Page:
This workshop originated from our wish to share basic exhibit preparation skills with archivists and museum professionals who work in smaller institutions and are responsible for mounting exhibits but who have limited staff and resources to devote to their exhibit programs. Our participants were archivists, librarians, and curators from a range of institutions across the Midwest: small college and university libraries and archives, historical societies, local museums, even corporate and congregational archives.

Our morning began with a brief presentation covering the exhibit support structures and materials we would be working with that day, along with some related variations on those structures meant to inspire participants’ creativity and boost their confidence. As instructors, we wanted to emphasize that effective exhibit supports don’t have to be complicated or costly.

Midwest Archives Conference workshop

Sonya demonstrates how to make flat supports.
Click image to enlarge.

Following the presentation, Sonya demonstrated two simple methods for mounting flat artifacts. As she worked, she also discussed some basic tool safety tips, and we talked about the different materials we were using. After her demonstration the participants tried out the mounting methods for themselves; we three instructors observed their progress and offered guidance as needed, but this was a very focused group – they immersed themselves in the task and were very self-directed!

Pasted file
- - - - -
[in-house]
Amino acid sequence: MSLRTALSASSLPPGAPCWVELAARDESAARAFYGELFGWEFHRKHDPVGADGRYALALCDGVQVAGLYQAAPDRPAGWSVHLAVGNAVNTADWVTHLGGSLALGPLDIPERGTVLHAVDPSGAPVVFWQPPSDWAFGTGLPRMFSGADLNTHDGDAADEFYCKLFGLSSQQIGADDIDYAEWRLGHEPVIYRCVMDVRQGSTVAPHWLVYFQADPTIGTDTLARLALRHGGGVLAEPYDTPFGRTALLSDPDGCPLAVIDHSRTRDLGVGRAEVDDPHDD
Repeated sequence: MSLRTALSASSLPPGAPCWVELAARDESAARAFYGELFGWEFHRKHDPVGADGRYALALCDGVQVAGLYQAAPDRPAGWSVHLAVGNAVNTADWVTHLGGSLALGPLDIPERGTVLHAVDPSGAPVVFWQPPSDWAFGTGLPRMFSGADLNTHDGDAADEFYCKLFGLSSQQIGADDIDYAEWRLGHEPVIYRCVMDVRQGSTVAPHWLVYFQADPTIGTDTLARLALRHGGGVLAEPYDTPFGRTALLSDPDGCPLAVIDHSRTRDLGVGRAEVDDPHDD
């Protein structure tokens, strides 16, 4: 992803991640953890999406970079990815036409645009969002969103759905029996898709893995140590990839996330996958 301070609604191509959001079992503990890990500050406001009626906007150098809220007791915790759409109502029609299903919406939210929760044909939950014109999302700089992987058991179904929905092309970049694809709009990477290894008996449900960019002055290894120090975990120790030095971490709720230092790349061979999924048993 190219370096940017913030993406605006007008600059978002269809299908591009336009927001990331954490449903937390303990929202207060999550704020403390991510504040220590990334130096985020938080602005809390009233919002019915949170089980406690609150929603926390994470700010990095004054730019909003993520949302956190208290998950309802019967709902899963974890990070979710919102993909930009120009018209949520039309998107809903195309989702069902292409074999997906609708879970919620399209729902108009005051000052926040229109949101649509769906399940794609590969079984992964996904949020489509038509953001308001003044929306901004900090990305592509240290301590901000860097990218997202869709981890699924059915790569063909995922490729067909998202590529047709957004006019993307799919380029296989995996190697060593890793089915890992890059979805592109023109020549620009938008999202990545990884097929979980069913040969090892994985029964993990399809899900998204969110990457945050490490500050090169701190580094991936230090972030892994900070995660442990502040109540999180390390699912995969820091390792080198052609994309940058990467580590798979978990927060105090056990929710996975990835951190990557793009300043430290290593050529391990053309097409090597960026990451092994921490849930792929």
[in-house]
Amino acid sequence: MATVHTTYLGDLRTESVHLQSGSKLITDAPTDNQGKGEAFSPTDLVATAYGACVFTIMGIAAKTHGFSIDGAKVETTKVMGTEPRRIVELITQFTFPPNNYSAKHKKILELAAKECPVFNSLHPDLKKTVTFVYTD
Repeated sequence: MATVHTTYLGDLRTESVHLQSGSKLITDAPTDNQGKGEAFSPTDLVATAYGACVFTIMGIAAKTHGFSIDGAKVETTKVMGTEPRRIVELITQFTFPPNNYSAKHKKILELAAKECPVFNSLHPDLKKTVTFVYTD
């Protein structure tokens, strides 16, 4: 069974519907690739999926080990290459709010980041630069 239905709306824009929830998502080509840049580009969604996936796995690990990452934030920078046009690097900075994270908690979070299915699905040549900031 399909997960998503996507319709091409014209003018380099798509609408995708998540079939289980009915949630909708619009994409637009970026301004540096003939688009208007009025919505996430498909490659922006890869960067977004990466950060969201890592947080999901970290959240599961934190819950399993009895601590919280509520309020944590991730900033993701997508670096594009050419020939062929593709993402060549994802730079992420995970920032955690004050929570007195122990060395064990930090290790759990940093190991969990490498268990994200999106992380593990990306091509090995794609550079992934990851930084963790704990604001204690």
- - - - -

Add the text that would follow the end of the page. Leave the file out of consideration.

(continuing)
Midwest Archives Conference workshop

Our students watch Roberta’s book cradle demonstration.
Click image to enlarge.

By this time we were ready for a quick break before regrouping for Roberta’s demonstration of a basic mat board book cradle. With all of her years of experience training student employees, Roberta is a pro at demos! The group watched and took notes intently as she built one cradle, and then they worked on their own cradles along with her as she made a second one. As with the morning’s first activity, our students jumped right in. Despite their claims of having little experience working on such projects, they impressed us with their hand skills and adaptability, and everyone completed their projects with time to spare for discussion at the end of the session.

Midwest Archives Conference workshop

Workshop participants hard at work.
Click image to enlarge.

 

Midwest Archives Conference workshop

Samples of finished cradles from the workshop. They did an excellent job!
Click image to enlarge.

As instructors, we couldn’t have asked for a better group of participants; they were a cheerful and engaged group who worked very well together and created a friendly atmosphere in the room. Roberta, Sonya, and I are grateful to MAC for the opportunity to bring this workshop to their members, and we are hopeful it won’t be the last time we are able to work together!

Angela Andres
Special Collections Conservator
Conservation Services